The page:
On 3 August 201zoe_read6, the Supreme Court gave its ruling in an appeal concerning a claim for compensation against the Motor Insurers’ Bureau (“MIB”). Specifically, the court considered whether the level of damages to be paid out by MIB is assessed by reference to the law of the state in which the accident took place or by reference to English law. Further background to this case can be found in our Case Preview.


Ms Moreno is a UK resident. In May 2011, whilst on holiday in Greece, she was struck and seriously injured by a car. The car was registered in Greece but driven by an unlicensed and uninsured driver. As such Ms Moreno was unable to claim direct against either the driver or his insurer. Instead a claim was pursued against the MIB under the Motor Vehicles (Compulsory Insurance) (Information Centre and Compensation Body) Regulations 2003 (SI 2003/37) (“the 2003 Regulations”) which transposed a series of European Directives but were enacted prior to the codifying Council Directive 2009/102/EC.

The purpose of these arrangements was to ensure victims of motor accidents occurring anywhere within the EU would be compensated and to facilitate such compensation. It established a scheme whereby Ms Moreno could claim against MIB, who could in turn seek compensation from the corresponding Greek body. Regulation 13(2)(b) of the 2003 Regulations states that the MIB shall compensate a person injured in another member state “as if it were a body authorised under paragraph 4 of that Article [i.e. the national body of the relevant member state tasked with providing compensation to persons injured by uninsured vehicles] and the accident had occurred in Great Britain“.

Liability in the case was not in issue. The only outstanding issue was the level of damages being sought. The High Court in their first instance decision had found, following Jacobs v MIB [2010] EWCA Civ 1208, that compensation under the 2003 Regulations fell to be determined by reference to the law of the claimant’s state of residence. That decision meant the claimant here would receive a higher level of compensation than the corresponding claim would have achieved under Greek law. MIB appealed the decision, arguing that Rome II should apply, which provides that the law applicable to non-contractual obligations is the law of the country in which the damage occurs. Utilising the leapfrog procedure, the case was sent directly to the Supreme Court.

The Supreme Court’s decision

The lead judgment, with whom the other Lords agreed, was given by Lord Mance.

The appeal was allowed. The Supreme Court held that when reading the 2003 Regulations, the starting point was that they should be interpreted as consistently as possible with the Directives they were intended to implement. This had been established in the well-known case Marleasing v La Comercial Internacional de Alimentacion (Case C-106/89).

As such the central questions were first whether the various Directives prescribed any particular approach to the measure of damages applicable in a claim to a compensation body. Second, if they did, whether Regulation 13(2)(b) of the 2003 Regulations reflected that approach or an alternative.

The Supreme Court found that Directives were clear. It did not leave it up to the individual Member States to provide for compensation in accordance with a law of its choosing. Instead it prescribed that compensation would be assessed, on a consistent basis, by reference to the law of the state in which the accident took place.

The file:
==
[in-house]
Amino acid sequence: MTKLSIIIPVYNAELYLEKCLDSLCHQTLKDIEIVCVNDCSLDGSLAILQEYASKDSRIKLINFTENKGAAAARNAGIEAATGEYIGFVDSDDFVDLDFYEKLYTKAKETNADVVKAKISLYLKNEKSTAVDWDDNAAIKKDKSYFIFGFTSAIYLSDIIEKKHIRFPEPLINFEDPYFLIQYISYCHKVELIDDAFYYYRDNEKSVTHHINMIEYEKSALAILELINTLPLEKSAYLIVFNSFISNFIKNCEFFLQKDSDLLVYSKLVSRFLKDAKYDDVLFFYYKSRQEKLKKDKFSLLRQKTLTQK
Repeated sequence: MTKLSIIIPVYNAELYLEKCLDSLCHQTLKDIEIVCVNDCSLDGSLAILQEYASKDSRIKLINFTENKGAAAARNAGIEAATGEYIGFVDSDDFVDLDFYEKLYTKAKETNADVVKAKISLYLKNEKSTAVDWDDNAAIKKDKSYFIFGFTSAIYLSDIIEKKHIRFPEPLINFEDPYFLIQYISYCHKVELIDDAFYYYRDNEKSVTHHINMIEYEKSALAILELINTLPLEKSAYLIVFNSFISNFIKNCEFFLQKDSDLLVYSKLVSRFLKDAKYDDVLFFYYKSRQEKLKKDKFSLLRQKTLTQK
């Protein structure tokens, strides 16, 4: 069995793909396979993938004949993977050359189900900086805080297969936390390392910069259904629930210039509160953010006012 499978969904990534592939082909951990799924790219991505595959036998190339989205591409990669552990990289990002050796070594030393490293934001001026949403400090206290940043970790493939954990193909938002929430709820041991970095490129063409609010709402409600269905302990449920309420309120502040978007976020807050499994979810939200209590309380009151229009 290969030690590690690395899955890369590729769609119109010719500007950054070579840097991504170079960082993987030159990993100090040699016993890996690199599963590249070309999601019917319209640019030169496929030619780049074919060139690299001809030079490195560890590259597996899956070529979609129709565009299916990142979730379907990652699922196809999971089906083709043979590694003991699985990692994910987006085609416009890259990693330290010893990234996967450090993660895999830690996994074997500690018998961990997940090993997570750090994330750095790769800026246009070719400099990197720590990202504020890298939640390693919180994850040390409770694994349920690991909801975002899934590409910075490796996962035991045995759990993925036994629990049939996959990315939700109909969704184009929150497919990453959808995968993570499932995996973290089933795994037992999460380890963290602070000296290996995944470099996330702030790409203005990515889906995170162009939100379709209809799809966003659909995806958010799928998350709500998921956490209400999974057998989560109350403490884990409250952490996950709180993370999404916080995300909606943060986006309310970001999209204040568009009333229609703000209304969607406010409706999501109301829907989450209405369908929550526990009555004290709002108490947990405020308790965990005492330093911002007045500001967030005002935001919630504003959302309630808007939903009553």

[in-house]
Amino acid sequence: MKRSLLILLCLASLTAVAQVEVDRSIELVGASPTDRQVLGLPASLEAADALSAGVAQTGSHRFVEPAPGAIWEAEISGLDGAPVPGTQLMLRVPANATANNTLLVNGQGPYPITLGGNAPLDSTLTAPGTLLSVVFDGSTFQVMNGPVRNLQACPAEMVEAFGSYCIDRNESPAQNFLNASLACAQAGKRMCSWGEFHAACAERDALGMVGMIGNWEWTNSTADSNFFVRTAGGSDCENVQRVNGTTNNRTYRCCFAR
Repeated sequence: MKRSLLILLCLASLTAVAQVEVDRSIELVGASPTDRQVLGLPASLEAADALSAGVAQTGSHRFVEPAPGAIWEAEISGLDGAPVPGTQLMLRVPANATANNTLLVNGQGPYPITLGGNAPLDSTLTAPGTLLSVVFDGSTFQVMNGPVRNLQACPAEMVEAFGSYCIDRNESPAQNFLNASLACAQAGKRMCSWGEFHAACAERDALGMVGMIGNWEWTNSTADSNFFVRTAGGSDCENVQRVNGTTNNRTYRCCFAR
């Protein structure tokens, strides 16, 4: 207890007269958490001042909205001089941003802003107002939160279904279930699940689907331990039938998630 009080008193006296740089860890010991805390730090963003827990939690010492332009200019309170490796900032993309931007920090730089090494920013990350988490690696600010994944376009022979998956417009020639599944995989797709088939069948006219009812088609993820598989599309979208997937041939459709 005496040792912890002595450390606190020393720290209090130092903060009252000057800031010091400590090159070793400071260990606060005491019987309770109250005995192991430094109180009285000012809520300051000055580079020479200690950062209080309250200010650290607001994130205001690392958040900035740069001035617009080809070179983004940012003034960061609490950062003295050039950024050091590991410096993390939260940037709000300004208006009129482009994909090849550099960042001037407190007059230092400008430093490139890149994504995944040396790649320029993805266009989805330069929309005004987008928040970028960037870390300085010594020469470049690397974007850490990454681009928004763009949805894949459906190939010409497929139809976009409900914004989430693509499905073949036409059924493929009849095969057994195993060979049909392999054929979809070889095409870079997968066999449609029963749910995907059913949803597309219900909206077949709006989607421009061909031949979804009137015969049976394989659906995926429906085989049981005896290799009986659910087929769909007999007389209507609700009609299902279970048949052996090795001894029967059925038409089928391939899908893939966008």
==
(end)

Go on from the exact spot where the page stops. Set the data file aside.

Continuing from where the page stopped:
Specifically, Article 7 of Directive 2000/26/EC (one of the Directives the 2003 Regulations had bought into effect) pointed to a link between the compensation available in the state of the accident and that available from the injured party’s local compensation body (in this case the MIB). Additionally, Article 6(2) of that Directive enabled the MIB to be substituted for the injured party in claims against the tortfeasor or his insurer, in so far as the MIB had provided compensation. It could not be right that the MIB was expected to pay out more than they could subsequently recover in the state where the damage occurred.

The court also looked at the agreement between compensation bodies (such as the MIB) and guarantee funds in the various member states, created in order to give effect to the Directives. This agreement expressly stated that the liability of the compensation body was to be assessed in accordance with the laws of the member state where the damage took place.

Referring to the second question, the 2003 Regulations were held to be entirely consistent with the approach take in the Directives. There was no suggestion in the 2003 Regulations or elsewhere that the domestic legislator intended to do anything other than faithfully transpose and give effect to the Directives. Regulation 13 intended only indicate that the obligation of the MIB to compensate a person injured abroad arose only when the injured party could show that the tortfeasor was liable for the injury (as a person injured in the UK would also have to show). The Supreme Court found that Jacobs and Bloy v Motor Insurers’ Bureau [2013] EWCA Civ 1543 should be overruled, because otherwise the measure of damages would vary depending on who the injured party pursued.


This was a clear departure by the Supreme Court from previous Court of Appeal rulings on the same issue; both Jacobs and Bloy being overruled on the point.  The obvious consequence for those seeking redress from MIB is that they have certainty now that their damages will be determined by reference to the law of the country in which they were injured.  For many, this will result in a lower level of recovery.

The second key point is that, as Lord Mance noted, “With British exit from the Union, this [compensation arrangements across the EU] will, no doubt, be one of the many current arrangements requiring thought.”